Dennett is similarly good about Mitochondrial Eve: every woman has one mother, and sometimes a mother has multiple daughters. Therefore, moving back in time, from generation to generation, there are fewer and fewer ancestral mothers (i.e., mothers with descendents now living). Therefore, there must come a point in time when there is just one such mother. She is our Eve, and there is nothing special about her whatsoever. (Our Y-chromosome Adam is likely to have been more recent, and thus a descendent of Eve’s, because men have more sons than women have daughters.)

Dennett includes a couple of chapters about how Darwin’s idea can be invoked to provide non-sky-hook explanations for the origins of life, and even the universe itself. Then he moves onto showing how a variety of scientific ideas and thinkers have come unstuck when dealing with evolution. He singles out Stephen Jay Gould, Noam Chomsky, Jerry Fodor, John Searle and Roger Penrose. He seems pretty convincing on how these thinkers seek to deny Darwin’s unescapable conclusion: complexity (life-forms, consciousness, culture) can all be explained by a simple-minded algorithmic process. On the way he provides some neat thought experiments. One I particularly enjoyed was about building a robot to protect one’s cryogenically frozen body for four hundred years so that it might be revived in time for the arrival of the aliens. What strategies should you adopt in the design of such a robot?

This is a very good book. Occasionally the going is a bit tough, but the ideas within it are both fascinating and very important. So, get out there and read it today!

To review next:

Granta 82: life’s like that.

Wednesday, 29 October 2003

Granta 82

Listening to:

Mahler, the adagio of symphony no. 10.

Just read:

Granta 82: life’s like that (contents)

This is a good issue. An excerpt from Simon Gray’s diary, mainly about a holiday in the Caribbean leads off, and is an interesting read. Gray is a playwright (not that I’d ever heard of him), and writes well about smoking, being old, and a variety of other topics, including amusing speculations about other people. Bill Gaston’s story The kite trick starts innocently, but ends with an impressive, and creepy punch. Nell Freudenberger’s The tutor (more fiction) is also appealing.

The non-fiction is all good. In addition to Gray’s diary extract, Lynn Barber is very good on the con-man who seduced her as a teenager, and then wormed his way into her parents’ affections as well. She writes about it in a matter-of-fact way that makes it seem almost normal to be going out with a minor crook, and to have this relationship encouraged by one’s parents.

Kathryn Chetkovich’s piece, Envy, is very curious. It’s all about her envy of her partner’s success, who is also a writer. There’s nothing to suggest that this is anything other than non-fiction. Chetkovich doesn’t identify her partner, but a little web-surfing reveals that the man in question is Johnathan Franzen, who is indeed a very successful author. Though Chetkovich raises all sorts of interesting questions about the expectations that are heaped on women (she describes having to look after aged parents), airing all of this “dirty washing” in public still reads strangely. Maybe it was just a publicity stunt.

Finally, Tim Judah, a free-lance political journalist, has a very interesting personal narrative, which is also an investigation into the Jewish population of Baghdad. His own Jewish ancestors left Baghdad in the late nineteenth century, and this drew him into searching for the small numbers of Jews that are still there.

To review next:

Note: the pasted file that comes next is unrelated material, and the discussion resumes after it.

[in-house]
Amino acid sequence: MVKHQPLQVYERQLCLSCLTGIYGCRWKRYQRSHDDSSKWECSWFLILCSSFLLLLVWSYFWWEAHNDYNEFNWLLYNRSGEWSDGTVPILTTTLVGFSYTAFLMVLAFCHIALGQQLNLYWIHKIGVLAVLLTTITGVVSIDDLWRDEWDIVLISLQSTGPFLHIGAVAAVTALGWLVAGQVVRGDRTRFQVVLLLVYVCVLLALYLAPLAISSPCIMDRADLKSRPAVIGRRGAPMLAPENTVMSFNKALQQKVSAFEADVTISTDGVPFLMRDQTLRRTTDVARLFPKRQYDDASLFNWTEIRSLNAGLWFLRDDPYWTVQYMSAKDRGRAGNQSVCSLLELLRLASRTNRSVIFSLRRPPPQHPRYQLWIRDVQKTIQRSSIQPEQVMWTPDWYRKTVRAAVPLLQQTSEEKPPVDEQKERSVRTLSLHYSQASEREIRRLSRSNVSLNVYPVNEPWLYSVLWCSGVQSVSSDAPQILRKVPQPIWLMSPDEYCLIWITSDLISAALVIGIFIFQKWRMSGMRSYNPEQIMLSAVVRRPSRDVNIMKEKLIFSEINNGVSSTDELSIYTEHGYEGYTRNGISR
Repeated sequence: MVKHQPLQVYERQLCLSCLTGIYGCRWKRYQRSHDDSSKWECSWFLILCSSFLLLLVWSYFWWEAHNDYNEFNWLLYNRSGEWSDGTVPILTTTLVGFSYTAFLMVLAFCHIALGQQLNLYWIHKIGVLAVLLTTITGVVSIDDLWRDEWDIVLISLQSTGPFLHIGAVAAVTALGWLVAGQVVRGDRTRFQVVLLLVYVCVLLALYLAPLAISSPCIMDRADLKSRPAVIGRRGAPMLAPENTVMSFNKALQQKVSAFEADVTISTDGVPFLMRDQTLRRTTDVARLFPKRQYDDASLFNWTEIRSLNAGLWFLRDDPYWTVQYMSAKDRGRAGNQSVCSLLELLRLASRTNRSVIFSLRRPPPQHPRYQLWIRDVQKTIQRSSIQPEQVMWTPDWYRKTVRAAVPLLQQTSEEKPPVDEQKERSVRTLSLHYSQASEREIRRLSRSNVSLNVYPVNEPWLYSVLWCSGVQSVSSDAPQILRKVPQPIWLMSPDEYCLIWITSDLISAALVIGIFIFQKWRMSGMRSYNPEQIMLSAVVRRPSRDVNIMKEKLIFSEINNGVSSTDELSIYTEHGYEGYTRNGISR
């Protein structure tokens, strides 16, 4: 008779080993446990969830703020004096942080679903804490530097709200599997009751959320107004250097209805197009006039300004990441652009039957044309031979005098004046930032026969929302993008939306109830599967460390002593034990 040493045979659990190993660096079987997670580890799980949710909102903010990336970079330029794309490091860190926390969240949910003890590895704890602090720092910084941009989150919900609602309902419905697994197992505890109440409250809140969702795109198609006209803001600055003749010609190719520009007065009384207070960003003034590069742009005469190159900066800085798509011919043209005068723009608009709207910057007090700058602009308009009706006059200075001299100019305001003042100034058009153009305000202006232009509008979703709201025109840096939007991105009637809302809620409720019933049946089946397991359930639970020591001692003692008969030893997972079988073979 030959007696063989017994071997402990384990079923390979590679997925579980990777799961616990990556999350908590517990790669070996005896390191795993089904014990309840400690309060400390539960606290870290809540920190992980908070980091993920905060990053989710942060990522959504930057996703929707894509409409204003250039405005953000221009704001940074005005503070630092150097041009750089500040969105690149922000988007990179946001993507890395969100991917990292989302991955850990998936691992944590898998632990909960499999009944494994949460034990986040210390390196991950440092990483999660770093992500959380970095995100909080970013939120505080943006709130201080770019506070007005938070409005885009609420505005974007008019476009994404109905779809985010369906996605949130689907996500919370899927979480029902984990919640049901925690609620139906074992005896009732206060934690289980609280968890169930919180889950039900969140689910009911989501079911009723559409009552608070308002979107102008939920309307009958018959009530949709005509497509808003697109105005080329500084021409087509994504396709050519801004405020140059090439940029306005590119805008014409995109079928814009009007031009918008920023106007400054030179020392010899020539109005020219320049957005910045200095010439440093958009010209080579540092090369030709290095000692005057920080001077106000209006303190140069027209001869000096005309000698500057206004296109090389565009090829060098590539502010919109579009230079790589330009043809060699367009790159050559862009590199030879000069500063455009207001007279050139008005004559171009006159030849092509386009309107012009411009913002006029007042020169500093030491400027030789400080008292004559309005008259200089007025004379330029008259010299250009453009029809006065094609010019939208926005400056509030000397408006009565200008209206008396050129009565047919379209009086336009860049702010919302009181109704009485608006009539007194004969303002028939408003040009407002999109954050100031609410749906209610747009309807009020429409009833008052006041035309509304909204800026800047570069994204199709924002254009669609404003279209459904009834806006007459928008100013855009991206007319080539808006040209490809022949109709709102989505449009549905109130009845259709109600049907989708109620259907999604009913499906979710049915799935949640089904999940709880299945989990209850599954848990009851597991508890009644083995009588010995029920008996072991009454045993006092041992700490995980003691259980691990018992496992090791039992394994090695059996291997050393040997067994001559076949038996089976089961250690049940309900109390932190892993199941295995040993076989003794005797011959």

Dominic Green, The double life of Dr. Lopez.

Yes, I realise that I haven’t been producing much other than book reviews recently. This is a combination of the fact that I am working my way through a reviewing back-log, and am all too busy with work.

By the way, it was ecstatic.

Finally, Real Life, the full review.

Friday, 31 October 2003

The double life of Dr. Lopez

Listening to:

The best of Louis Armstrong and Ella Fitzgerald.

Just read:

Dominic Green, The double life of Dr. Lopez.

This book is an interesting historical investigation into the life and career of a man who found himself on the periphery of Elizabethan power at the end of the 16th century, and embroiled in a variety of plots and conspiracies. This man was Dr. Rodrigo Lopez. For a while, he was even court physician to Elizabeth I, and doctor for a number of other prominent aristocrats. Lopez was also a Portuguese marrano Jew. Jews in Iberia that hadn’t genuinely converted to Christianity had to hide their religion very carefully to escape the attentions of the Inquisition. Many chose to leave entirely (something well described in Armstrong’s The battle for God). In Lopez’s case, he probably went to England via Antwerp.

For a while, Lopez pursued a career as a doctor attached to one of London’s hospitals. It’s not quite clear how he might have done it, but he eventually started to work as an intelligence gatherer and collator for Sir Francis Walsingham, Elizabeth’s “spymaster”. Lopez was useful because he had good reason to be anti-Spain, and had many useful, commercial contacts in the Low Countries (then going through the Eighty Years’ War against Spain, which eventually saw the foundation of the Republic of the Seven United Netherlands, aka the “United Provinces”). Lopez’s contacts were often fellow Jews, who had naturally chosen to live in what was probably then the most tolerant part of Western Europe.

Lopez also attached himself to the court of Don Antonio, the exiled heir to the throne of Portugal, and someone who had grown up in the same town as Lopez. Don Antonio was in exile because Portugal had been taken over by Spain in 1581. The English tried to put Don Antonio to good use, mounting an attempt to restore him to his throne, and Lopez was involved in this too.

But it all ended in tears: Lopez was hung, drawn and quartered in 1594 (which fact we’re told in the book’s prologue). Lopez had become too much of a liability for the various Elizabethan factions, and he was accused of plotting to poison the Queen. The final parts of the book are an account of how the Powers-That-Were could callously dispose of a pawn that had outlived its usefulness.

Green’s account of all these interesting events is generally good. He’s occasionally a little florid, and sometimes the details and the characters become a little overwhelming in their density, but I’d still recommend this account. The link with Shakespeare is perhaps a little stretched (Lopez’s very public execution may well have inspired Shakespeare to write his own “Jewish” play, The Merchant of Venice), but it provides a slightly different angle on things, and one that Green exploits well.

To review next:

Oliver Sacks, Uncle Tungsten.